Chapter 2 provides the historical context for automated grammatical error detection and correction. The chapter first discusses how varying degrees of tolerance of grammatical errors are achieved in computational grammars used in grammar-checking and proofreading tools. It then offers a quick overview of data-driven and hybrid approaches to error detection.

Chapter 3 summarizes the types of errors made by English language learners as reported in previous empirical and corpus-based learner error studies, touches upon the influence of L1 on learner English, and then delves into a detailed discussion of three specific problem areas for English language learners: prepositions, articles, and collocations.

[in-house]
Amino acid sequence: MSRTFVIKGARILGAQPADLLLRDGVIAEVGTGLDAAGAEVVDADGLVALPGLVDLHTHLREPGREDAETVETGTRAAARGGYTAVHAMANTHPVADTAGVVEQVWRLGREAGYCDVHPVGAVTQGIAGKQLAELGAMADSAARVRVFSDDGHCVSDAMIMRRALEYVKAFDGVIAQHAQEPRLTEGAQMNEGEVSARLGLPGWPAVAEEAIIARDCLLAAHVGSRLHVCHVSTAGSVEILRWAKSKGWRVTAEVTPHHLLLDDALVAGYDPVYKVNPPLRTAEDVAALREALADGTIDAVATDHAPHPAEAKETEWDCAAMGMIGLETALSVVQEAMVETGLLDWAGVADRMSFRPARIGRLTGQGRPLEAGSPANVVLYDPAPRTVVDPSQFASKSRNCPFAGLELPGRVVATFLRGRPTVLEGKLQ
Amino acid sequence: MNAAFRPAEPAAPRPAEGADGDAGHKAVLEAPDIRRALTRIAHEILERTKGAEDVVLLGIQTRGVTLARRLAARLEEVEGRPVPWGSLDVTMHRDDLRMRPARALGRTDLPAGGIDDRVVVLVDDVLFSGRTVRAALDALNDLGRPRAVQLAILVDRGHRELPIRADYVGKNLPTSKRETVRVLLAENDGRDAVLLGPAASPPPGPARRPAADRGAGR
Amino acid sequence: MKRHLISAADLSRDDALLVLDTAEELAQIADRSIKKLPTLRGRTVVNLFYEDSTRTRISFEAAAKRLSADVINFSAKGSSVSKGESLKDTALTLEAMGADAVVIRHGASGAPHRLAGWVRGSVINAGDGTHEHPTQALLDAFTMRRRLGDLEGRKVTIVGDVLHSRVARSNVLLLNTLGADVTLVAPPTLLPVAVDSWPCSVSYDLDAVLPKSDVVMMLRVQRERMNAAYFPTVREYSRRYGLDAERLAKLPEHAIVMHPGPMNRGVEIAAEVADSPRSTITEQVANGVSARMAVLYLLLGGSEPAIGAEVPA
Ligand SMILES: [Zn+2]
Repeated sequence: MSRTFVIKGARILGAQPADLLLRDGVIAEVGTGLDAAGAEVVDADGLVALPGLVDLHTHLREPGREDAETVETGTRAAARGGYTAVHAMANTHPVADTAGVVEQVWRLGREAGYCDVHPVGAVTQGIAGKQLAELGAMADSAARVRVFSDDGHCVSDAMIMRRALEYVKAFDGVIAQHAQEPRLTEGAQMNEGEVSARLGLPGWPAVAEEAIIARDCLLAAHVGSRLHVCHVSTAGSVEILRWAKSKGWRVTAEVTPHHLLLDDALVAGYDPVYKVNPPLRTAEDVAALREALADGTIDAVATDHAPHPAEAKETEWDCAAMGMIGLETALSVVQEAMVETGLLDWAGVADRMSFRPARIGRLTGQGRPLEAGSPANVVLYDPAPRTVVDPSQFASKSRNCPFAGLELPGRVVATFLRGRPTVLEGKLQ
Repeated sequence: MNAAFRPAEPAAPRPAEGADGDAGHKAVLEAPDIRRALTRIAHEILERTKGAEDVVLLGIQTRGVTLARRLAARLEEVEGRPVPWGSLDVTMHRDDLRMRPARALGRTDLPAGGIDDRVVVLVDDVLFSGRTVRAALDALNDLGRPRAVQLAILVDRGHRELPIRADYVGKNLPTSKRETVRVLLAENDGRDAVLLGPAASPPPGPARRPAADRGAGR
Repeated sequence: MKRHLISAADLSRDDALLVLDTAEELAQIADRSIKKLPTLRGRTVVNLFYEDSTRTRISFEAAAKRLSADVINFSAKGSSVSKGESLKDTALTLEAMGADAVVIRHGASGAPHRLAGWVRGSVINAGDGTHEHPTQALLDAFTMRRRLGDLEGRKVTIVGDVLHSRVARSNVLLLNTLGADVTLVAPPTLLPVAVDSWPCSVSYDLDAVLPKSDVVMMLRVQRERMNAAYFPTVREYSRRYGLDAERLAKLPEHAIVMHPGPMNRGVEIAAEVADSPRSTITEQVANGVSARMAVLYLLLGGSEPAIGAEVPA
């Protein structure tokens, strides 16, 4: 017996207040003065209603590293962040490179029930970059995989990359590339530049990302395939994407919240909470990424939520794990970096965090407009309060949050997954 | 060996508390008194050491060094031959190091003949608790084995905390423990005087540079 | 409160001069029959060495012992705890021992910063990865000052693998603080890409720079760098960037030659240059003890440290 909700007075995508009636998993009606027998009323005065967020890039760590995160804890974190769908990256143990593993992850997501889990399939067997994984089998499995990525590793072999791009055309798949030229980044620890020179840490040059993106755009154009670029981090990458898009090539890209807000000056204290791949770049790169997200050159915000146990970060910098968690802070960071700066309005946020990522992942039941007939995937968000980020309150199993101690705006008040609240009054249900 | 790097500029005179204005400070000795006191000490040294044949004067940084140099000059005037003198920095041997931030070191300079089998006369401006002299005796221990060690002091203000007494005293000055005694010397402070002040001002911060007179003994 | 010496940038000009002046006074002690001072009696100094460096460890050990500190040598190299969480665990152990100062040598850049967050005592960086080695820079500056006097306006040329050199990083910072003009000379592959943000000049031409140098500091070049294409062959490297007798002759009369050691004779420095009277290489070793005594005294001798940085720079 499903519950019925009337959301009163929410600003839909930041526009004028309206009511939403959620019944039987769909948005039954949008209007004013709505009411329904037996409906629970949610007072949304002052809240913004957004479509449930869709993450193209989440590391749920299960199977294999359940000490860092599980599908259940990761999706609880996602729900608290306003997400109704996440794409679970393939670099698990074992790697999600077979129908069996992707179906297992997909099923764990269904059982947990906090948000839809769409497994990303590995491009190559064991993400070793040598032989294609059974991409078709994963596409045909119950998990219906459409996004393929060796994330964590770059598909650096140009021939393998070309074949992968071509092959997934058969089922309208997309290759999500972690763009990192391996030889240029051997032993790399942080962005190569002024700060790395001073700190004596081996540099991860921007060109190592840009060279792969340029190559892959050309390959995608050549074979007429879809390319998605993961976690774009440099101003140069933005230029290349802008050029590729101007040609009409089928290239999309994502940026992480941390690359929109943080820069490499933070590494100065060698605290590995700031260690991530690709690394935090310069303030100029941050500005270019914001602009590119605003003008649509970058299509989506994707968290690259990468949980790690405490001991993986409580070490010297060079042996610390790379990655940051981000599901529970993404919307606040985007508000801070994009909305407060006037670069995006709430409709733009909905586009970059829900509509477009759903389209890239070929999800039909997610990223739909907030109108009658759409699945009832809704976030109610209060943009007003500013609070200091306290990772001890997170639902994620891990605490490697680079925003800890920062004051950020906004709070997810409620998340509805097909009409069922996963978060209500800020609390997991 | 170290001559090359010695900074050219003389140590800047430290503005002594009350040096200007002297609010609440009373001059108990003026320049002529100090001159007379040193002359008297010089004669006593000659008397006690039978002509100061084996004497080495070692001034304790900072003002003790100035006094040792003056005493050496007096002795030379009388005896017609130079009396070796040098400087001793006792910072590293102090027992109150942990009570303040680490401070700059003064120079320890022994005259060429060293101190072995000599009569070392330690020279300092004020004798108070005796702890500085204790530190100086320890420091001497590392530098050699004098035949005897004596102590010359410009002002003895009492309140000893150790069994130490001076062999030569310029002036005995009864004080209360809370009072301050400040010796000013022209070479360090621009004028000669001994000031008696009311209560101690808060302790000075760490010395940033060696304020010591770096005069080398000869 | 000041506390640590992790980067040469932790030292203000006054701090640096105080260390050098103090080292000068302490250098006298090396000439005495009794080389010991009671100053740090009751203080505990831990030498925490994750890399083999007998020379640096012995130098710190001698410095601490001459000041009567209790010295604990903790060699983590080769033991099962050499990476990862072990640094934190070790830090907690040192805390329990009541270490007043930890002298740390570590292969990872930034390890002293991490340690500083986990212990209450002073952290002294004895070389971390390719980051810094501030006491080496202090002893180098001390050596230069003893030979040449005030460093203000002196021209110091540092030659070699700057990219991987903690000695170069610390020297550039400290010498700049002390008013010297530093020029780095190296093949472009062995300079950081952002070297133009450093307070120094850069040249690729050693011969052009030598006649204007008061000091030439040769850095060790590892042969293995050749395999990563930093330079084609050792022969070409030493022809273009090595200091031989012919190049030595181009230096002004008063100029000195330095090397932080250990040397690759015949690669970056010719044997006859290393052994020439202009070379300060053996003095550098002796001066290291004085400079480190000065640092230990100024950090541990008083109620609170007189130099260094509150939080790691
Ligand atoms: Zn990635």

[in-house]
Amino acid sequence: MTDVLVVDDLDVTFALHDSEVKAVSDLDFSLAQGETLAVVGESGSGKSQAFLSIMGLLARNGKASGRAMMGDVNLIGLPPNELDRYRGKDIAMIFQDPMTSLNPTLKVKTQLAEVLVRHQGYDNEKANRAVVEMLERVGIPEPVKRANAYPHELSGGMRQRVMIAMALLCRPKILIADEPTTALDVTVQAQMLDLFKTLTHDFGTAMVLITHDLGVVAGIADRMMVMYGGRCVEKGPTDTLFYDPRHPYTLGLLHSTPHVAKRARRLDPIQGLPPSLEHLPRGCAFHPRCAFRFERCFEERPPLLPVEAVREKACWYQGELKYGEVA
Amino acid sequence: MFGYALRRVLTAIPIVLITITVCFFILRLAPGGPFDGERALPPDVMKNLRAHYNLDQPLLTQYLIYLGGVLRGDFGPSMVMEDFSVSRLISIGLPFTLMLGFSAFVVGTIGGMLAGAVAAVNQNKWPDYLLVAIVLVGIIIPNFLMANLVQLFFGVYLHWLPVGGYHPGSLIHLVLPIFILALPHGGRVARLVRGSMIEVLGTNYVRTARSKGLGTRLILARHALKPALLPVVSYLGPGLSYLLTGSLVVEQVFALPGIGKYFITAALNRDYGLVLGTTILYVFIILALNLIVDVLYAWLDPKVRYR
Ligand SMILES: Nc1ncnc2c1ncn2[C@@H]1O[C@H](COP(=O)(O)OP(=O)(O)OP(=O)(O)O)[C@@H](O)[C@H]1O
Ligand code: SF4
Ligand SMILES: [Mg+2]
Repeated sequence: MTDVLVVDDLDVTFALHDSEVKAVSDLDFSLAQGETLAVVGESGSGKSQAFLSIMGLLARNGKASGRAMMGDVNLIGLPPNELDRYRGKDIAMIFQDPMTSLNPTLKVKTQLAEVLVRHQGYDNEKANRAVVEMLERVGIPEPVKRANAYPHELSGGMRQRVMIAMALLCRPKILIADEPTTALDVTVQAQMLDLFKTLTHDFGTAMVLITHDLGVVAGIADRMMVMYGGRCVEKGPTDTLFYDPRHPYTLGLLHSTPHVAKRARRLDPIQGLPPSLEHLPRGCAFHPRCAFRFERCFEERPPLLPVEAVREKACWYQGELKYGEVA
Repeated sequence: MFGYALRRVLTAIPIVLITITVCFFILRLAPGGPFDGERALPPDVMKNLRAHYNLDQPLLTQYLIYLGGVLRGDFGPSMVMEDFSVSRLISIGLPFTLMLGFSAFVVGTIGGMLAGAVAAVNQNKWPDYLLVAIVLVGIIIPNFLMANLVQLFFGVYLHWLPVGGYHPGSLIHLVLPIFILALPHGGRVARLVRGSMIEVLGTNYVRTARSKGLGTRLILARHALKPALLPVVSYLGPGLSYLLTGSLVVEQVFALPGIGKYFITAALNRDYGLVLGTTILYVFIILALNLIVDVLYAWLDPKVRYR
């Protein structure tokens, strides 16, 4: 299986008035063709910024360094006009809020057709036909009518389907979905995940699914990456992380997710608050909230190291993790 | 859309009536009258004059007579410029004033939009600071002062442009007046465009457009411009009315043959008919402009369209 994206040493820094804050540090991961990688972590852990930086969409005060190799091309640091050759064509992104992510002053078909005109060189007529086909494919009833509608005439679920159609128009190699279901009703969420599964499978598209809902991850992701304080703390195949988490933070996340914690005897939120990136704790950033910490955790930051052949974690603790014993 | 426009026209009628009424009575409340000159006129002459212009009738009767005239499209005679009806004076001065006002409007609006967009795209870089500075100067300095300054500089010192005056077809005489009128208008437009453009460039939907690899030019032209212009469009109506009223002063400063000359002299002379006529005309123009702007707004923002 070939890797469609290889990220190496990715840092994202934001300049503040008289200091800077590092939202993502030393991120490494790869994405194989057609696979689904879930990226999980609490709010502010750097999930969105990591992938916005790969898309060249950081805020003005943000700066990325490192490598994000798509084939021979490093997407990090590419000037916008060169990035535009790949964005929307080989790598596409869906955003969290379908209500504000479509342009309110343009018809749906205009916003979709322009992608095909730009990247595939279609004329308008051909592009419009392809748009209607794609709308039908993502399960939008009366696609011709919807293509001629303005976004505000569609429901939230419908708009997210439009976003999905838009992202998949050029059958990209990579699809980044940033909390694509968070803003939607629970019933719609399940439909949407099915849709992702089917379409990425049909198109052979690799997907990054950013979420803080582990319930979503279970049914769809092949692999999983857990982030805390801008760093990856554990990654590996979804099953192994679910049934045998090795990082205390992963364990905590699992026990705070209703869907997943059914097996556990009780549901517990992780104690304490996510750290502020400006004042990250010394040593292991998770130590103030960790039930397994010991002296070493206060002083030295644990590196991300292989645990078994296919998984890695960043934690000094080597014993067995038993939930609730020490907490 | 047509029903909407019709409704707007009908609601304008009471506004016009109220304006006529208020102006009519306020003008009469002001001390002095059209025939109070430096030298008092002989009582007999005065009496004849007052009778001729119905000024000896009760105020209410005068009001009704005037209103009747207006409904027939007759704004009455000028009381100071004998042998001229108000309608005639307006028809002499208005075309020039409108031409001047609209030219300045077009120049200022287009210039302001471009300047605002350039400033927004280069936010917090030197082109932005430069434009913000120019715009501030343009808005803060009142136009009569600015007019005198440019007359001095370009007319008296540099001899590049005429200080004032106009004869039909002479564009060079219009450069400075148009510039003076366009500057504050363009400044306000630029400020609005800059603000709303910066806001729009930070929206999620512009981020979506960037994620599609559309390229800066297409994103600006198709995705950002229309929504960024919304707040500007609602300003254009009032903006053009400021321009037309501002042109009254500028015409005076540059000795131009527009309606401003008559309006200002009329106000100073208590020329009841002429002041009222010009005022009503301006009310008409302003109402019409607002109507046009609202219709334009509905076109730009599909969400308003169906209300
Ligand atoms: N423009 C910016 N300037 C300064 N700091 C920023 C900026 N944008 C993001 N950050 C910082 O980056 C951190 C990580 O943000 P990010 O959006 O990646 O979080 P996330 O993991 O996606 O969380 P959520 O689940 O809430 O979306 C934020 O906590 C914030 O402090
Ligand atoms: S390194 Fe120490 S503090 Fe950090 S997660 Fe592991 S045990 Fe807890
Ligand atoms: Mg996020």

Chapter 4 focuses on the evaluation of error detection systems. The chapter first introduces traditional evaluation measures (e.g., precision, recall, F-score, accuracy, and kappa) and the evaluation measures adopted in recent shared tasks on grammatical error correction. It then discusses evaluation using a corpus of correct usage, questioning the value of this approach for indicating how well the system may perform on actual learner data. The advantages and challenges of evaluating system performance on learner writing are then examined. The authors advocate the use of multiple annotators and crowdsourcing as a means to improve the reliability of manual evaluation. The chapter concludes with a discussion of how statistical significance testing of differences in system performance may be performed and provides a checklist for consistent reporting of system results.